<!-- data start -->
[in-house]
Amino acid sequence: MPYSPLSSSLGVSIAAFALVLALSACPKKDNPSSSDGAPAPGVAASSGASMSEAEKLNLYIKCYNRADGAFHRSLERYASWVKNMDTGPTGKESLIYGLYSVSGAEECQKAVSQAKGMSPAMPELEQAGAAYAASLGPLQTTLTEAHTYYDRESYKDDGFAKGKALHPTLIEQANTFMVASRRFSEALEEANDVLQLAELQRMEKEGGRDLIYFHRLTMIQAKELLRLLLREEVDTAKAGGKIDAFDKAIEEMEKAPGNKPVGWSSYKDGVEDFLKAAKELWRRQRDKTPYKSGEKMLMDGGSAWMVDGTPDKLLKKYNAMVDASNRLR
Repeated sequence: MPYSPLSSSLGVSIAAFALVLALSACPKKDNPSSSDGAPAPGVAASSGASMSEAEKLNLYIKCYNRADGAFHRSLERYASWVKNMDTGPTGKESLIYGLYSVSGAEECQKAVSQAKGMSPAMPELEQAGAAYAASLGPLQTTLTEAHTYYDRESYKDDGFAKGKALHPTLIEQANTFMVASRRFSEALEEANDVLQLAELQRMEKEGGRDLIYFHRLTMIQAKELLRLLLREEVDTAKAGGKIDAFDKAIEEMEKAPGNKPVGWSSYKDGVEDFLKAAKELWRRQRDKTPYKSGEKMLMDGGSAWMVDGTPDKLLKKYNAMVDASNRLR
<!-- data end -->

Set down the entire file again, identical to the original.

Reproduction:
[in-house]
Amino acid sequence: MPYSPLSSSLGVSIAAFALVLALSACPKKDNPSSSDGAPAPGVAASSGASMSEAEKLNLYIKCYNRADGAFHRSLERYASWVKNMDTGPTGKESLIYGLYSVSGAEECQKAVSQAKGMSPAMPELEQAGAAYAASLGPLQTTLTEAHTYYDRESYKDDGFAKGKALHPTLIEQANTFMVASRRFSEALEEANDVLQLAELQRMEKEGGRDLIYFHRLTMIQAKELLRLLLREEVDTAKAGGKIDAFDKAIEEMEKAPGNKPVGWSSYKDGVEDFLKAAKELWRRQRDKTPYKSGEKMLMDGGSAWMVDGTPDKLLKKYNAMVDASNRLR
Repeated sequence: MPYSPLSSSLGVSIAAFALVLALSACPKKDNPSSSDGAPAPGVAASSGASMSEAEKLNLYIKCYNRADGAFHRSLERYASWVKNMDTGPTGKESLIYGLYSVSGAEECQKAVSQAKGMSPAMPELEQAGAAYAASLGPLQTTLTEAHTYYDRESYKDDGFAKGKALHPTLIEQANTFMVASRRFSEALEEANDVLQLAELQRMEKEGGRDLIYFHRLTMIQAKELLRLLLREEVDTAKAGGKIDAFDKAIEEMEKAPGNKPVGWSSYKDGVEDFLKAAKELWRRQRDKTPYKSGEKMLMDGGSAWMVDGTPDKLLKKYNAMVDASNRLR